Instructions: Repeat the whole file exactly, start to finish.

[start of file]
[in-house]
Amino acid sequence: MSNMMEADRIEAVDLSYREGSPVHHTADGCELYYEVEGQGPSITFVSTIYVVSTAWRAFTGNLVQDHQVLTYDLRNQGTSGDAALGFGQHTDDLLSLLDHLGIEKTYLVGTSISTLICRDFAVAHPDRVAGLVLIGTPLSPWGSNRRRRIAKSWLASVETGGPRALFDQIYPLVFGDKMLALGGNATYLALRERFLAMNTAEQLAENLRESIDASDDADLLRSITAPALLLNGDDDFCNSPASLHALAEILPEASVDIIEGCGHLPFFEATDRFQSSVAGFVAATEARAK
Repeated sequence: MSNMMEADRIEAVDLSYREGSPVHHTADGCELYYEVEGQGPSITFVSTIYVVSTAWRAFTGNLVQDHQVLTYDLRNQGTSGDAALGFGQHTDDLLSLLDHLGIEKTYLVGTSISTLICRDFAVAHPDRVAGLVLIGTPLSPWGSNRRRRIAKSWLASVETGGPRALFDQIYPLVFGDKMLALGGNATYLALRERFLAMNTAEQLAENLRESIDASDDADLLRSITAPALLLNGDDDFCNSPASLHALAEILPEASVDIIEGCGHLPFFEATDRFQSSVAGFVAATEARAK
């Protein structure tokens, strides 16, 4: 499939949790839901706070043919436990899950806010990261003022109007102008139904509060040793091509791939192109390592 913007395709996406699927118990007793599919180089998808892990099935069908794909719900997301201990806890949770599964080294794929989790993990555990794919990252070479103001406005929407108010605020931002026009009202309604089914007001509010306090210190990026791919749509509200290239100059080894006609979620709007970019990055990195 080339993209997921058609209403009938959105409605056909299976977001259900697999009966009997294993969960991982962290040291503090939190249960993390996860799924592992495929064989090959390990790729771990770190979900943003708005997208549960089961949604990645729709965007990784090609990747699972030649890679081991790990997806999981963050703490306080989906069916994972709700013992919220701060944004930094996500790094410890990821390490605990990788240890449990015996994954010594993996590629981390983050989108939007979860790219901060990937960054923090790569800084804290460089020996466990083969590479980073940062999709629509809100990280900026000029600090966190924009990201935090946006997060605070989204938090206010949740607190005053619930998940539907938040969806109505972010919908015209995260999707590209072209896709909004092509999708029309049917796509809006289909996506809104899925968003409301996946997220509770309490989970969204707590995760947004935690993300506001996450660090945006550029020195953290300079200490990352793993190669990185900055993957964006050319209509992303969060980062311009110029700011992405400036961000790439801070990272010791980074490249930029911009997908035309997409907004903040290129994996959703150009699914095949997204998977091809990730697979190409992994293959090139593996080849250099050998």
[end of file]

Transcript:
[in-house]
Amino acid sequence: MSNMMEADRIEAVDLSYREGSPVHHTADGCELYYEVEGQGPSITFVSTIYVVSTAWRAFTGNLVQDHQVLTYDLRNQGTSGDAALGFGQHTDDLLSLLDHLGIEKTYLVGTSISTLICRDFAVAHPDRVAGLVLIGTPLSPWGSNRRRRIAKSWLASVETGGPRALFDQIYPLVFGDKMLALGGNATYLALRERFLAMNTAEQLAENLRESIDASDDADLLRSITAPALLLNGDDDFCNSPASLHALAEILPEASVDIIEGCGHLPFFEATDRFQSSVAGFVAATEARAK
Repeated sequence: MSNMMEADRIEAVDLSYREGSPVHHTADGCELYYEVEGQGPSITFVSTIYVVSTAWRAFTGNLVQDHQVLTYDLRNQGTSGDAALGFGQHTDDLLSLLDHLGIEKTYLVGTSISTLICRDFAVAHPDRVAGLVLIGTPLSPWGSNRRRRIAKSWLASVETGGPRALFDQIYPLVFGDKMLALGGNATYLALRERFLAMNTAEQLAENLRESIDASDDADLLRSITAPALLLNGDDDFCNSPASLHALAEILPEASVDIIEGCGHLPFFEATDRFQSSVAGFVAATEARAK
């Protein structure tokens, strides 16, 4: 499939949790839901706070043919436990899950806010990261003022109007102008139904509060040793091509791939192109390592 913007395709996406699927118990007793599919180089998808892990099935069908794909719900997301201990806890949770599964080294794929989790993990555990794919990252070479103001406005929407108010605020931002026009009202309604089914007001509010306090210190990026791919749509509200290239100059080894006609979620709007970019990055990195 080339993209997921058609209403009938959105409605056909299976977001259900697999009966009997294993969960991982962290040291503090939190249960993390996860799924592992495929064989090959390990790729771990770190979900943003708005997208549960089961949604990645729709965007990784090609990747699972030649890679081991790990997806999981963050703490306080989906069916994972709700013992919220701060944004930094996500790094410890990821390490605990990788240890449990015996994954010594993996590629981390983050989108939007979860790219901060990937960054923090790569800084804290460089020996466990083969590479980073940062999709629509809100990280900026000029600090966190924009990201935090946006997060605070989204938090206010949740607190005053619930998940539907938040969806109505972010919908015209995260999707590209072209896709909004092509999708029309049917796509809006289909996506809104899925968003409301996946997220509770309490989970969204707590995760947004935690993300506001996450660090945006550029020195953290300079200490990352793993190669990185900055993957964006050319209509992303969060980062311009110029700011992405400036961000790439801070990272010791980074490249930029911009997908035309997409907004903040290129994996959703150009699914095949997204998977091809990730697979190409992994293959090139593996080849250099050998």